Few players in the history of football can ever have endured as wretched a month as the one that Mohamed Salah has just experienced. Less than four weeks ago, Salah was dreaming of ending his magnificent first season with Liverpool by winning the Champions League Final against Real Madrid, before spearheading Egypt’s long-overdue return to the World Cup finals. Of course, fate and Sergio Ramos decreed that neither of Salah’s footballing dreams would be fulfilled.
Mohamed Salah Can Still Be A Superstar
First, Ramos showed that he is a Claudio Gentile for the 21st century by adeptly (or, as Ramos continues to maintain, accidentally) ensuring that he would not be the only player to take a tumble during the Champions League final. Whether Ramos meant to injure Salah or not is now the most moot of points, as the end result was that Salah limped out of the Kiev showpiece, taking Liverpool’s hopes and main attacking threat with him.
Then, largely because he could not train properly in the weeks leading up to the World Cup finals while his shoulder injury healed, Salah was unable to perform at anywhere near his true level in Russia. He sat out Egypt’s first game against Uruguay and although he was able to take the field against the host nation in Egypt’s second game, it was apparent from the start that he was nowhere near full fitness. He may have scored Egypt’s penalty against Russia, but otherwise he was almost as anonymous as his team-mates, as Egypt became the first nation to exit the 2018 finals. For a country that had not reached the World Cup finals in nearly thirty years (Egypt last reached the finals in 1990), Russia 2018 has been an abruptly truncated tournament.
Salah is Not Alone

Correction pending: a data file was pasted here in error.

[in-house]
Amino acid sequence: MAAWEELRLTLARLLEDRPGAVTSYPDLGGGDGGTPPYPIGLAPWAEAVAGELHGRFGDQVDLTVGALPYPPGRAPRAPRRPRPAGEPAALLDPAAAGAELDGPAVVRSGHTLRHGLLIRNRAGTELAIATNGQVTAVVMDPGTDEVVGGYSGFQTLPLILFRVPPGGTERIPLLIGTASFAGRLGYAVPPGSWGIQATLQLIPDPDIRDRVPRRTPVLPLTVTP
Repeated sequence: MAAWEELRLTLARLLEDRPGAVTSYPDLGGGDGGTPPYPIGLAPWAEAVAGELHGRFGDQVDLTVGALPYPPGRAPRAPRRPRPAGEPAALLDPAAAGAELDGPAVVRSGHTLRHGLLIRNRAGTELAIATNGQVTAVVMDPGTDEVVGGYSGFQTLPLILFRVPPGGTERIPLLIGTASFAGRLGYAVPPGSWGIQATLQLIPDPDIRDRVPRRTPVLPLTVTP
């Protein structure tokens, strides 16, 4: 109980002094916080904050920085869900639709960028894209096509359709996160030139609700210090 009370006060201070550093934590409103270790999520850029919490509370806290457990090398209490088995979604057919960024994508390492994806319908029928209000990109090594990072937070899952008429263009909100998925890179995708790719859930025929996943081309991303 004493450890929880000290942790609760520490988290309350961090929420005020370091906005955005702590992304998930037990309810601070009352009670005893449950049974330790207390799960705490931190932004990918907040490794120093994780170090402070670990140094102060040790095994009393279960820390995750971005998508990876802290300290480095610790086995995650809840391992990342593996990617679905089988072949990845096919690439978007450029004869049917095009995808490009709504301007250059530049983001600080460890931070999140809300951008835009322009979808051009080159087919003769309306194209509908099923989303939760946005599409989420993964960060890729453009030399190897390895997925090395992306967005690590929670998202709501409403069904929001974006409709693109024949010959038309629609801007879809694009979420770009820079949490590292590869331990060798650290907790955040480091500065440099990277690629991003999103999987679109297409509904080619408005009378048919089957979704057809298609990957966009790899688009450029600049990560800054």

In recent times, only one other player has experienced a similarly devastating month for both his club and country. That was Thierry Henry in May/June 2006. First, he made a losing Champions League Final appearance for Arsenal against Barcelona (a result that he could have altered if he had taken the one second-half chance that Arsenal’s 10 men manufactured against the Catalans). Then he made a losing World Cup Final appearance for France against Italy (after Zinedine Zidane’s moment of madness against Marco Materazzi).
However, it is arguable that Salah’s misfortune in 2018 has been even greater than that of Henry in 2006, for two reasons: first, Henry at least made the World Cup Final with France, whereas Egypt have crashed out of the World Cup in Russia in the first round; and, secondly, France regularly qualify for World Cups, whereas Egypt may never appear again at a World Cup finals during Salah’s career.
To take that view, though, is probably to be too pessimistic, because the major advantage that Salah in 2018 has over Henry in 2006 is his relative youth. Henry was nearly 29 (and arguably already past his best as a player) when he experienced his double failure, whereas Salah is still only 26 (and is arguably yet to hit his peak).
Nevertheless, the misery that Salah has experienced in the last month for both club and country will only add to the major question mark that surrounds him. That question mark is whether last season was a remarkable one-off or the start of a period of sustained brilliance.
Against the Odds
When Jurgen Klopp signed Salah for Liverpool from Roma last summer, not even he could have anticipated the record-breaking season that the Egyptian would have at Anfield. After all, Salah had already been a relative failure in England with Chelsea, where he was unable to establish himself as a first-team regular. Also, wherever he had been in his career (from his formative years in Egypt to his time in Italy, first with Fiorentina and then with Roma) he had never been a serial goal-scorer. Having proved himself to be precisely that with Liverpool last season, the challenge he now faces is to repeat (or at least come close to repeating) his record-breaking season.